- a primarily monetarily motivated medicine
- and/or demands for a rigorous economisation of the health system.
Overall, the term and everything associated with it are rejected as rather unethical. But this is a mistake, because 2/3 of the activities in medical practices follow the rules of business administration.Designed as an aid
- systematises the actors participating in the economic process,
- points out principles according to which they can act in their sector and field of activity, and
- provides methods, instruments and ratios in order – depending on the individually chosen principle of action – to organise the work as optimally as possible.
Business management is thus free of demands and specifications and provides aids for the work content of the individual company, e.g. for a medical practice, to optimally fulfil the goals of the practice owners – qualitatively (e.g. quality of care) as well as quantitatively (e.g. practice profit) (best practices).
Negotiating the entrepreneurial status
In the business management system, medical practices are service businesses, as opposed to production businesses. In this context, the term „entrepreneurial practice management“ refers to the systematic use of validated methods, instruments and behavioural patterns in general practitioners‘ and specialists‘ practices, which, taking into account the practice’s objectives, are both future-proof and flexible in order to
- the best possible quality of medical care for patients,
- a balanced and motivating quality of work for doctors and medical assistants as well as
- economic success.
This form of practice management is geared towards always being able to act proactively and successfully in the multi-layered events of the health care system with all its imponderables – and not only being able to react passively without greater freedom of decision. However, very few doctors adapt the entrepreneurial role for themselves and use the tools.
Little willingness to change
„We have always done it this way.“ is a belief system that shapes the German medical profession. This is also reflected in the results of staff surveys, in which female staff complain that their practice managers hardly respond to their suggestions for improvement and requests for change. A further indication is the fact that in most practices the management has not been adapted, or only insignificantly, since the founding, takeover or cooperation.
The first symptoms of PMI appear insidiously at first, in the form of anger, stress and dissatisfaction, both within the team and on the part of the practice visitors. They are usually attributed to individual work situations, but increase in intensity as they progress.The main symptoms of PMI are:
- Permanent lack of time
- Frequent overtime
- Increasing work pressure
- An increasing error rate
- Dissatisfied patients
- Conflicts in the practice team
In addition, there are also symptomless progressions that arise from hidden risk factors and that only become effective in the medium to long term, but then abruptly.
5 Degrees of PMI
Based on the descriptions of doctors and medical assistants as well as patients and – in the case of specialist practices – referring physicians, PMI can be roughly divided into four PMI grades:
- PMI Grade I
Practice teams report no major problems occurring during their work, but risk factors exist but have not yet taken effect.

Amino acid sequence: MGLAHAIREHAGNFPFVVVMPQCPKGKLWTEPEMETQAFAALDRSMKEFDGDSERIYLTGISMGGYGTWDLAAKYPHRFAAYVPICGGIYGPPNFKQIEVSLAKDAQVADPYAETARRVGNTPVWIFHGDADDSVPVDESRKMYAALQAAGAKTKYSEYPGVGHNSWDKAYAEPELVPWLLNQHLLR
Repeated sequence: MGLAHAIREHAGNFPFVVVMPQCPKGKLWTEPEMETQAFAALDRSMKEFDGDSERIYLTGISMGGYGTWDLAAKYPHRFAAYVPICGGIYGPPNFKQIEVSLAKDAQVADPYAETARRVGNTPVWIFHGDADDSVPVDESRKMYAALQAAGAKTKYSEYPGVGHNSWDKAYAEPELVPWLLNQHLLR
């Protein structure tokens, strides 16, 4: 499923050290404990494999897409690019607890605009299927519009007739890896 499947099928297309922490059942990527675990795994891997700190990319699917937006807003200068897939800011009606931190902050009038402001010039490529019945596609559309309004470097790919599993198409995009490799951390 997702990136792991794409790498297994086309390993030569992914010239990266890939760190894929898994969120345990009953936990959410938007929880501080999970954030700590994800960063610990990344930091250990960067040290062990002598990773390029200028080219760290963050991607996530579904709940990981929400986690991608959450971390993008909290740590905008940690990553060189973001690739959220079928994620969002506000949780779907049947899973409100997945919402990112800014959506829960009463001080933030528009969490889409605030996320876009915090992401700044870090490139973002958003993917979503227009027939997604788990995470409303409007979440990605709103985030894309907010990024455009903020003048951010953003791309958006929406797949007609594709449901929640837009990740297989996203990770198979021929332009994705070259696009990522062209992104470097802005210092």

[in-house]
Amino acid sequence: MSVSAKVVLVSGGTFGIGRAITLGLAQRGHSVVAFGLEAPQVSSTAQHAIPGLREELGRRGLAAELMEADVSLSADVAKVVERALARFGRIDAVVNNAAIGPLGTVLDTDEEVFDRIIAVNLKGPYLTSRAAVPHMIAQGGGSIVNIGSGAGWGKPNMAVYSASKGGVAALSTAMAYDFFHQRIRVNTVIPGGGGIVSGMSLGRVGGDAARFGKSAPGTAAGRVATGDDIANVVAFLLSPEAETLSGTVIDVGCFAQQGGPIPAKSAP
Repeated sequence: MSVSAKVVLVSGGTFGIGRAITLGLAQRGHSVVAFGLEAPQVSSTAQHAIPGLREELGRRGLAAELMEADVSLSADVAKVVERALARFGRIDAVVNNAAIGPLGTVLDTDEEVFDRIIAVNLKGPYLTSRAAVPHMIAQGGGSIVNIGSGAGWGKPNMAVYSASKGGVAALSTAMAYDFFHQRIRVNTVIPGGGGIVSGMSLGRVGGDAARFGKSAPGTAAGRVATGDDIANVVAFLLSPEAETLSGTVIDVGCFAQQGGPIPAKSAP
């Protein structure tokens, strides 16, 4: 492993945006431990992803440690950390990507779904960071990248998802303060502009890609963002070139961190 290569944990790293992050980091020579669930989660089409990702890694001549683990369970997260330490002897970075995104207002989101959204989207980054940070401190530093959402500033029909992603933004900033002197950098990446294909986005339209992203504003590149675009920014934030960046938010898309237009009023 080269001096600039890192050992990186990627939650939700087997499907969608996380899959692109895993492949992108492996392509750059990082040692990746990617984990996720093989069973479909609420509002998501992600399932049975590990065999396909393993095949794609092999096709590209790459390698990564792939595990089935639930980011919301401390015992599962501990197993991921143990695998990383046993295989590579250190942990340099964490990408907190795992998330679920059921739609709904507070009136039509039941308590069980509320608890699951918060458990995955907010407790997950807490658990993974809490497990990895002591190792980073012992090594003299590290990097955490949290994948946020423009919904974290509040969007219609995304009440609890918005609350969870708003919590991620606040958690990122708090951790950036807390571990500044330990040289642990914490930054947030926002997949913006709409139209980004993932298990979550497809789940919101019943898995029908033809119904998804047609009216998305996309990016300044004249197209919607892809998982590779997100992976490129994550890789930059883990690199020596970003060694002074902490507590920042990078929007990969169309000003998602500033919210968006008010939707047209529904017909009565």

- PMI Grade II
Physician/doctor and staff members are continuously exposed to recurring problems in their work performance. However, they are not yet perceived as very serious and affect the quality of work only to a lesser extent.
- PMI Grade III
The practice management is characterised by a multitude of daily occurring problems, which in their interaction have a permanent and noticeable effect on the quality of work, the practice team itself and the patients. The working atmosphere is characterised by changing intensities of hecticness and stress, first patients complain, work remains partially undone.
- PMI Grade IV
Practice teams are hardly able to cope with the daily workload. There is a lot of overtime, patients are constantly leaving, and the influx of new patients is disproportionately low.
6 The PMI and its consequences for medical practices
The type and intensity of the effects of a PMI vary from practice to practice depending on the respective causes and their manifestations, but the most common are the following five general consequences:
- Patient care and support are worse than they could be, because medical services do not fully benefit patients. For example, doctors who are under time pressure interrupt their patients‘ symptom descriptions after only a few seconds and make decisions without knowing all the facts. In addition, there are information and communication deficits in the cooperation with other service providers.
- The workload of the team is greater than necessary, they work long hours, but the work result is only below average in comparison, because the work is unmanageable. Efficiency and productivity of the practice team are limited, creating a hamster wheel effect. Over time, staff develop mechanisms to deal with PMI and its consequences, but these selective adjustments do not solve the underlying problems. In some cases, they even exacerbate the negative PMI effects.
- PMI generally limits the performance and development possibilities of a practice, because important activities are neglected because there is no time for them (e.g. qualification of the MFA, implementation of necessary changes, etc.), flexibility and responsiveness decline, as does work motivation.